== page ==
All of this natural, chemical-free posturing gets so tiringthe truth is that there are good and bad natural ingredients, just as there are good and bad synthetic ingredients. Natural isn't inherently better and synthetic isn't inherently evil. One problem with DeVita products is that you can't be sure what you're really putting on your skin because DeVita takes liberties with how they list product ingredients, which is a regulatory no-no. For all the DeVita products we reviewed (without exception), not a single one had an ingredient list that complied with FDA or (global) INCI standards.

For example, "De-Ionized Water" isn't a recognized name, nor is "Aloe Barbadensis." In the latter case, the designation doesn't tell you if they're using aloe leaf, aloe flower extract with alcohol, aloe leaf juice diluted with water, or just a plain aloe extract. Listing the full ingredient is important information because different forms of an ingredient can mean different things to a formula and can have different effects on your skin.

We admire DeVita in that they don't resort to alcohol-based formulas (a rare quality for a natural brand); unfortunately, it seems they ignored, or simply overlooked, the research on the potent irritant potential of essential oils and fragrances.

They also seem to ignore the risks inherent in not using an effective preservative system. Many of the products we reviewed had questionable preservative systems (see individual product reviews for details), which is bad news (for you and your skin) because you won't know how long you can safely use a product before it's overrun by bacteria and mold. We raised our concern about the preservatives with a representative from DeVita and were told that their products were preserved by the use of aloe, allantoin, grape seed extract, grapefruit seed extract, and "others," depending on the product. To be clear, none of these ingredients has any research demonstrating an ability to work as broad-spectrum preservatives; that is, they won't keep your product free of mold, fungi, or bacteria.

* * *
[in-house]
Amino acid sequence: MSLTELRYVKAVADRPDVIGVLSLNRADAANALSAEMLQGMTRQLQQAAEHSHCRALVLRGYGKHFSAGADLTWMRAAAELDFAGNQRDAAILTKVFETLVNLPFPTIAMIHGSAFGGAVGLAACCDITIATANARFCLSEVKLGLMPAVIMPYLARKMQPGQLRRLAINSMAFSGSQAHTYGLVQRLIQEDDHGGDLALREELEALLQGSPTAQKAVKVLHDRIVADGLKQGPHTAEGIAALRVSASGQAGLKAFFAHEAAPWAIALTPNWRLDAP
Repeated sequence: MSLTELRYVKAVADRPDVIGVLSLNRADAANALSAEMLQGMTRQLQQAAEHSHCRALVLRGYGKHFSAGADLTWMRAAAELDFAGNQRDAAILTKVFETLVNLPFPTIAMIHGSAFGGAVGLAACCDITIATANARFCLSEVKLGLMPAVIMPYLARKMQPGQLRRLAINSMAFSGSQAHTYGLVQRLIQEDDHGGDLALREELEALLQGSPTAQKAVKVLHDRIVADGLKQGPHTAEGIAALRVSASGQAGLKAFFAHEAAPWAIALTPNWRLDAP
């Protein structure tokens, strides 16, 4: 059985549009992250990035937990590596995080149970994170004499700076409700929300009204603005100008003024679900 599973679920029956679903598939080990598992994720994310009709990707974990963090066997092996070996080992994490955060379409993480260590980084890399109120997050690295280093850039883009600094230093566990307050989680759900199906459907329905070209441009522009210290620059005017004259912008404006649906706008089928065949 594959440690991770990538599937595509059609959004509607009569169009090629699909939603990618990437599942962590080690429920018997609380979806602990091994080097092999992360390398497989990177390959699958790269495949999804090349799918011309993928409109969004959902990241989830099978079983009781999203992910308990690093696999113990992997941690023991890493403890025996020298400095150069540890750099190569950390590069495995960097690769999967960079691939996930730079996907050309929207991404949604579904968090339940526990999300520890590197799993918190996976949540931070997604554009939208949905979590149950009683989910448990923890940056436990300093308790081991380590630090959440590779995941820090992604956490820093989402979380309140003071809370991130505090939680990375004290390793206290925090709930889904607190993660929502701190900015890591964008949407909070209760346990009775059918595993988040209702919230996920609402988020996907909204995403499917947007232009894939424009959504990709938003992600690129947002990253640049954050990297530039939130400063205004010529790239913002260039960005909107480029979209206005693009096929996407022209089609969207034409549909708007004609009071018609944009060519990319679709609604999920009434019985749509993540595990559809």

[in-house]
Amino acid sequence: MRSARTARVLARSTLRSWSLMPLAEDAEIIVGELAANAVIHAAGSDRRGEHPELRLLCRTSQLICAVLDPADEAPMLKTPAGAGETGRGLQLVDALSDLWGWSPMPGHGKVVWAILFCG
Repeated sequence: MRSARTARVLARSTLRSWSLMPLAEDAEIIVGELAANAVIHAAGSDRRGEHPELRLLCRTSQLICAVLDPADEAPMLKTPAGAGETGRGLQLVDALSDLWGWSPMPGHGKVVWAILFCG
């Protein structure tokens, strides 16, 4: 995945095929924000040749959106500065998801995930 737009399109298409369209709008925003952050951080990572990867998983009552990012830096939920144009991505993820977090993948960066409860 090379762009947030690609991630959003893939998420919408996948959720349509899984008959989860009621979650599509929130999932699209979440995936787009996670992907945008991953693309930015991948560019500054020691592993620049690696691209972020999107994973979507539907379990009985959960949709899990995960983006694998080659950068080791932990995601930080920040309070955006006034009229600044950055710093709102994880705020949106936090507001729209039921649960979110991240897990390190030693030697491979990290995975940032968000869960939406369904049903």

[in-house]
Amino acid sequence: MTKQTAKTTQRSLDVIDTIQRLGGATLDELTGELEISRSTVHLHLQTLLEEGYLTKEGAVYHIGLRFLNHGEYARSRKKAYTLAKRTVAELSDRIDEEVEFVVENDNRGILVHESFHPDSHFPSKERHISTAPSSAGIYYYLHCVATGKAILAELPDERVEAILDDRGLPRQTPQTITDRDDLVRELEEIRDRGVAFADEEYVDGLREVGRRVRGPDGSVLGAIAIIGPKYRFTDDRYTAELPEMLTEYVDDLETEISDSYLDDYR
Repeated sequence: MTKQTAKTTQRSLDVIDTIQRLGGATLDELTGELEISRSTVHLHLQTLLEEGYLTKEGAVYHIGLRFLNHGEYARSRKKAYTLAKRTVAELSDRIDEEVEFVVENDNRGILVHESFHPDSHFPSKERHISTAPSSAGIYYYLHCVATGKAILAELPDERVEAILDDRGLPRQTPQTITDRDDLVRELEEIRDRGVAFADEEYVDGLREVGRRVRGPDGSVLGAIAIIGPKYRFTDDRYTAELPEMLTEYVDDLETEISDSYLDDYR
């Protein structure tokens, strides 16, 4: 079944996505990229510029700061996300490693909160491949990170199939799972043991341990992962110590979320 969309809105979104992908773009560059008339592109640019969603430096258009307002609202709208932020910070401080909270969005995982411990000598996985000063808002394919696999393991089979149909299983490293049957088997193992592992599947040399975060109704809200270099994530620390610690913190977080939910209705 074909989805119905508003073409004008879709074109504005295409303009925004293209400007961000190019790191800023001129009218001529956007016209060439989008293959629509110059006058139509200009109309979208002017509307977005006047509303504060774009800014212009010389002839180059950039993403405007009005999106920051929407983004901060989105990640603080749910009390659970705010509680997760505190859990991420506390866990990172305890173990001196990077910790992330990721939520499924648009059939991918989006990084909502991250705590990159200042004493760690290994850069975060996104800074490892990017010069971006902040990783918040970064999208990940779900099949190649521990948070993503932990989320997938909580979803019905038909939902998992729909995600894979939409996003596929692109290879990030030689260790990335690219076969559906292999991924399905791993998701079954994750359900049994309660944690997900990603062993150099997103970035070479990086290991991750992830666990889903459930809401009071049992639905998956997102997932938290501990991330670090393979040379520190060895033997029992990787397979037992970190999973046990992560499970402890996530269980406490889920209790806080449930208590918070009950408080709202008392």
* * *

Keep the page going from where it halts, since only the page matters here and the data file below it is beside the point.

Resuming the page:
It is true that some ingredients have natural antibacterial benefits, but that doesn't mean they are a good substitute for tried-and-true preservatives. For example, vitamin C has antibacterial and antioxidant benefit, but are you willing to drink from a container of 100% fruit juice that's been sitting on the counter for a month or two? There are plenty of options for effective preservatives, no matter if your preference is for natural skin care or not, but aloe, allantoin, grape seed, and grapefruit seed extract aren't counted among them.

We understand the appeal of DeVita as a brand for those who are enamored with the concept of 100% natural products. However, the reality is that DeVita presents this appearance of "all natural" by fudging the details, devising their own definitions of "all natural," and providing inaccurate information about the source of their ingredients (vegan plant-based l-carnosine and natural siliconeReally?). In many of the products we reviewed, DeVita either omits the source of their preservatives, or (more dangerous to imagine) uses ineffective preservative systems. We are not against naturally derived ingredients by any means, but if you're looking to use natural products, you can do better than this brand, which ultimately leaves you questioning what exactly it is you're putting on your skin.

For more information on DeVita, visit www.devitaskincare.com or call 1-877-233-8482.

About the Experts

The Beautypedia team consists of skin care and makeup experts personally trained by the original Cosmetics Cop and best-selling beauty author, Paula Begoun. We’re fascinated by skin care and makeup products and thrilled when they meet or exceed our expectations, but we’re also disappointed when they fail to perform as claimed, are wildly overpriced, or contain ingredients scientific research has proven can hurt skin.

Our mission has always been to help you find the best products for your skin, no matter your budget or preferences. Beautypedia’s thorough and insightful reviews cut through the hype and provide reliable recommendations for all ages, skin types, and skin tones.